This Weekend's Contemplation - The Real Ticking Time Bomb - Pensions
In the current crisis we hear constantly about the housing market, the stock market, banks, etc. But, the real ticking time bomb in the entire economic crisis is the effect that last fall had on the private pension plans and insurance companies in the US and abroad. It is pretty arcane stuff and certainly not as flashy as where the new President's children are going to go to school so the news media does not talk about. But make no mistake the damage that last fall's stock market did to pension plans and insurance companies could be the shot that sinks the ship. When pension benefits are cut for retired workers or existing workers are not sure if there pension benefits are going to be there, one of the key "social safety nets" everyone comments about that will keep the current economic crisis from turing into the Great Depression may have big holes in it. The article below from Portfolio.com is about pension companies, but the same sort of thinking can be applied to insurance companies. Text in bold is my emphasis.
Collapsing stock prices have created shortfalls in pension plans in dozens of large U.S. companies, which may require them to pump in tens of billions of dollars of cash, hurting earnings.
With corporate America facing pension plan shortfalls totaling several hundred billions of dollars, more companies will in 2009 need to shore up their plans to ensure they can handle commitments to retirees, several analysts said.
And with the recession expected to cause a growing number of companies to go bankrupt, the taxpayer burden could increase if the federally-chartered Pension Benefit Guaranty Corp were to step in to cover more shortfalls. Corporate defined-benefit plans cover nearly 44 million Americans, the PBGC has said.
"We have to teach the private sector not to add leverage and risky assets, and let future workers pay for the needs of current retirees by promising future benefits beyond what companies can deliver," said Laurence Kotlikoff, an economist at Boston University.
Credit Suisse accounting specialist David Zion said on Thursday that 360 companies in the Standard & Poor's 500 may have underfunded pension plans, including 304 whose plan assets may be less than 80 percent of liabilities.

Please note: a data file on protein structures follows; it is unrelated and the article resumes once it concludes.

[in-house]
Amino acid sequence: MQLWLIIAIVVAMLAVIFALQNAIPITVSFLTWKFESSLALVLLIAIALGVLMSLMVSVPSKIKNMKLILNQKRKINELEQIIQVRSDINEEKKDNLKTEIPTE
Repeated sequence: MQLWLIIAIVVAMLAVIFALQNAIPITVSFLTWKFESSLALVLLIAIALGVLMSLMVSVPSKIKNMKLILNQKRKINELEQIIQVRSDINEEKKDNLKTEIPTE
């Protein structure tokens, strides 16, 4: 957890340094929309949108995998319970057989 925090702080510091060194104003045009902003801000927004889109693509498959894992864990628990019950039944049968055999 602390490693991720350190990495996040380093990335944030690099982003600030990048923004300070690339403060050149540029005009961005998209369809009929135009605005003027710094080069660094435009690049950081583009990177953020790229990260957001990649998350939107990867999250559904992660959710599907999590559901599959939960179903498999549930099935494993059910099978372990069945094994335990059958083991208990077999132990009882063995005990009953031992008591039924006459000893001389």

He estimated the total amount underfunded at $362 billion, compared with a more than $58 billion surplus a year ago. The shortfall is nearly twice the $200 billion level in 2002, the last bear market in stocks.
"As you can see, pension plans are much worse off this time around," Zion wrote.
Pension plans of S&P 500 companies ended 2007 invested 61 percent in stocks, 28 percent in fixed income, 4 percent in real estate and 7 percent in other assets, S&P has said.
The Pension Protection Act of 2006 requires companies with underfunded plans to pay additional premiums, and closed loopholes that had allowed such plans to skip payments.
Some big companies including Boeing Co and Lockheed Martin Corp have already acknowledged big hits to pension plans from recent market turmoil.
Analysts said increased pension liabilities could reduce companies' ability to spend on day-to-day operations. It could also make it harder to preserve their credit ratings and book values, perhaps making it tougher to meet loan covenants.
The consultant Mercer this week estimated $409 billion of pension underfunding at companies that make up the S&P 1500.
Mercer, a unit of Marsh & McLennan Cos, estimated that S&P 1500 companies may have to pump $70 billion into pension plans in 2009, up from $10 billion in 2008.
That $60 billion increase would cut into earnings by 8 percent, based on $727 billion of net income in 2007. Any hit could be even greater in percentage terms if the recession were to cause overall profitability to decline, as is expected.
Mercer estimated that large U.S. companies could cover only 75 percent of their obligations at year end.
In a separate report, a Bank of New York Mellon Corp unit estimated a typical plan's assets-to-liability ratio slid more than 24 percentage points in November and December alone.
"The (Federal Reserve's) drive to bring down interest rates to help the economy has had the collateral effect of increasing the liabilities" of plans, said Peter Austin, executive director of BNY Mellon Pension Services.
In October, Congressional Budget Office chief Peter Orszag told a House committee that "severe stresses in financial markets almost inevitably cause wrenching adjustments by workers and employers."
But Orszag, now President-elect Barack Obama's choice to become White House budget director, said companies can avoid unnecessary risks through diversification, such as by investing in index funds rather than individual stocks.
Many companies have shifted in recent years to uninsured plans such as 401(k)s, where employees direct the investments.
The PBGC ended its fiscal year on September 30 with an $11.2 billion shortfall. It later took on or sought court permission to offer pension protection at investment bank Lehman Brothers Holdings Inc, auto parts supplier Visteon Corp and pulp company Pope & Talbot Inc.
Zion, of Credit Suisse, said 94 companies in the S&P 500 could see pension costs drop in 2009 from accounting mechanisms, though costs for some of these could rise in 2010.
He cautioned, though, that pension costs could create a "headwind" for 274 members of the S&P 500, potentially reducing earnings by more than 10 cents per share at 55 companies.
"Look for more companies to start working this into their 2009 earnings guidance over the next few weeks," he wrote. "Analyst estimates could be revised downward."